Slava Novorossiya

Slava Novorossiya

Sunday, June 22, 2014


           On this date, 22 June 1941, Germany invades the Soviet Union in Operation Barbarossa. I will post the information about the battle from Wikipedia.


Corrected the Borders of Finland at the initiation of Operation Barbarossa.
22 June – 5 December 1941
(5 months, 1 week and 6 days)
European part of the USSR, including present-day Belarus, Ukraine, Moldova, Poland, and Western Russia and Lithuania, Latvia, and Estonia
  • Tactical and operational Axis victories until the failed German offensive outside Moscow in the final stage of Barbarossa; p. 24 Soviet Union loses enormous quantity of materiels and men.
  • Strategic Soviet victory; Soviet Union retains Leningrad and Moscow, repels the offensive and eventually defeats Germany and its allies

Commanders and leaders

Units involved
Axis armies
Soviet armies
Frontline strength (June 1941):
3.8 million personnel (Axis) 4,300 tanks
4,389 aircraft
7,200 artillery pieces
Frontline strength (June 1941):
2.68–2.9 million personnel
Overall strength (June 1941): 5,500,000 personnel
15,000–25,000 tanks,
35,000–40,000 aircraft (11,357 combat ready on 22 June 1941)
Casualties and losses
Total military casualties
over 800,000
Total military casualties
over 4,000,000
1Finland was a co-belligerent that launched its own offensive on 25 June. It was not a member of the Axis powers, and the Finnish offensive was coordinated with but distinct from this operation. However, Soviet losses resulting from the Finnish offensive are included in the totals.
25,513 Finns died of their wounds in 1941.

Operation Barbarossa (German: Fall Barbarossa, literally "Case Barbarossa"), beginning 22 June 1941, was the code name for Germany's invasion of the Soviet Union during World War II. Over the course of the operation, about four million soldiers of the Axis powers invaded the USSR along a 2,900 km (1,800 mi) front, the largest invasion in the history of warfare. In addition to troops, Barbarossa used 600,000 motor vehicles and 750,000 horses. The ambitious operation was driven by Adolf Hitler's persistent desire to conquer the Soviet territories as embodied in Generalplan Ost. It marked the beginning of the pivotal phase in deciding the victors of the war. The German invasion of the Soviet Union caused a high rate of fatalities: 95% of all German Army casualties that occurred from 1941 to 1944, and 65% of all Allied military casualties from the entire war.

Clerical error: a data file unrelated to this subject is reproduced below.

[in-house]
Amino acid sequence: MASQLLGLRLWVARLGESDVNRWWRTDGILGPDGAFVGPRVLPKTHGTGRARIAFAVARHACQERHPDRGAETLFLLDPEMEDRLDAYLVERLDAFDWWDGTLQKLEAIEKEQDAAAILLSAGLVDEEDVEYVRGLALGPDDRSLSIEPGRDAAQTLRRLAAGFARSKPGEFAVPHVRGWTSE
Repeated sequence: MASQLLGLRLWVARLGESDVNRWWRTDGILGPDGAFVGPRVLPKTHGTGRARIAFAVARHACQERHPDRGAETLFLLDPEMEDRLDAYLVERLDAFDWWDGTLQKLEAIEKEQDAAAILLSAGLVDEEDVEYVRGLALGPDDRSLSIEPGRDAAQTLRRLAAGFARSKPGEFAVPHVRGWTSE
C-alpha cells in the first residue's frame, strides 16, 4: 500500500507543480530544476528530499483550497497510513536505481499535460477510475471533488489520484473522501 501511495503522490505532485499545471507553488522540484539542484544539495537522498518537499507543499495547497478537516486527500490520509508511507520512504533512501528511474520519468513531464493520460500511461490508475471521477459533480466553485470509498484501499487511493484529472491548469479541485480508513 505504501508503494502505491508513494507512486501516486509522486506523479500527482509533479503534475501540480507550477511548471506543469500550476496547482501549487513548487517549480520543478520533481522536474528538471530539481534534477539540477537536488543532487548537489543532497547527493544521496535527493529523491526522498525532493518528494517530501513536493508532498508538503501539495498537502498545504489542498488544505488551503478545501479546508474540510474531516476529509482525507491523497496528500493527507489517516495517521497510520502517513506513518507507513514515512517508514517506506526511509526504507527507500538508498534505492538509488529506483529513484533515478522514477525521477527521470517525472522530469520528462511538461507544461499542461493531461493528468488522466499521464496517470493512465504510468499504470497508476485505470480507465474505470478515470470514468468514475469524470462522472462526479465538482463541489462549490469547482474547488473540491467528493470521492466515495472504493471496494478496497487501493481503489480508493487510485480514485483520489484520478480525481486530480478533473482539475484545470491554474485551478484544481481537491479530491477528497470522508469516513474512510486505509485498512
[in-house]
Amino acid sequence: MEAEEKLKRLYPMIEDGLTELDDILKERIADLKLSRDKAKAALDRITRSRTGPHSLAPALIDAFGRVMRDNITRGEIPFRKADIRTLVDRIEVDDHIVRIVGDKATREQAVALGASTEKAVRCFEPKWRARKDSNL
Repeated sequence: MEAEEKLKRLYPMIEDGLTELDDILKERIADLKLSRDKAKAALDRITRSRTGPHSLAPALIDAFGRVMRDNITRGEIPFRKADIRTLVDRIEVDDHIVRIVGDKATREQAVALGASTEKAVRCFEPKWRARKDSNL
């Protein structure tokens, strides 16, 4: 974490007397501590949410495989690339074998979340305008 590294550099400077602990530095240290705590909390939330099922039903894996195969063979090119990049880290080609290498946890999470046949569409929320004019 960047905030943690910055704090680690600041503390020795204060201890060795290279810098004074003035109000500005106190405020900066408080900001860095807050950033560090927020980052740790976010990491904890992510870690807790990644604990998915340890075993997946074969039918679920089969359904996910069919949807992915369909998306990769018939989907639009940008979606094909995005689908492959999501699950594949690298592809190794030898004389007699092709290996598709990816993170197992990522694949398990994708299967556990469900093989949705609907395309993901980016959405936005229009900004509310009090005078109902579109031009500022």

Operation Barbarossa was named after Frederick Barbarossa, the medieval Holy Roman Emperor. The invasion was authorized by Hitler on 18 December 1940 (Directive No. 21) for a start date of 15 May 1941, but this would not be met, and instead the invasion began on 22 June 1941. Tactically, the Germans won resounding victories and occupied some of the most important economic areas of the Soviet Union, mainly in Ukraine. Despite these successes, the German offensive stalled on the outskirts of Moscow and was then pushed back by a Soviet counter offensive without having taken the city. The Germans could never again mount a simultaneous offensive along the entire strategic Soviet–German front. The Red Army repelled the Wehrmacht's strongest blow, and forced an unprepared Germany into a war of attrition with the largest nation on Earth.

Operation Barbarossa's failure led to Hitler's demands for further operations inside the USSR, all of which eventually failed, such as continuing the Siege of Leningrad, Operation Nordlicht, and Operation Blue, among other battles on occupied Soviet territory.

Operation Barbarossa was the largest military operation in world history in both manpower and casualties. Its failure was a turning point in the Third Reich's fortunes. Most importantly, Operation Barbarossa opened up the Eastern Front, to which more forces were committed than in any other theater of war in world history. Regions covered by the operation became the site of some of the largest battles, deadliest atrocities, highest casualties, and most horrific conditions for Soviets and Germans alike—all of which influenced the course of both World War II and 20th-century history. The German forces captured over three million Soviet POWs in 1941, who were not granted the protection stipulated in the Geneva Conventions. Most of them never returned alive. Germany deliberately starved the prisoners to death as part of its "Hunger Plan", i.e., the program to reduce the Eastern European population.

Hitler vs. Stalin [PHOTO SOURCE:]

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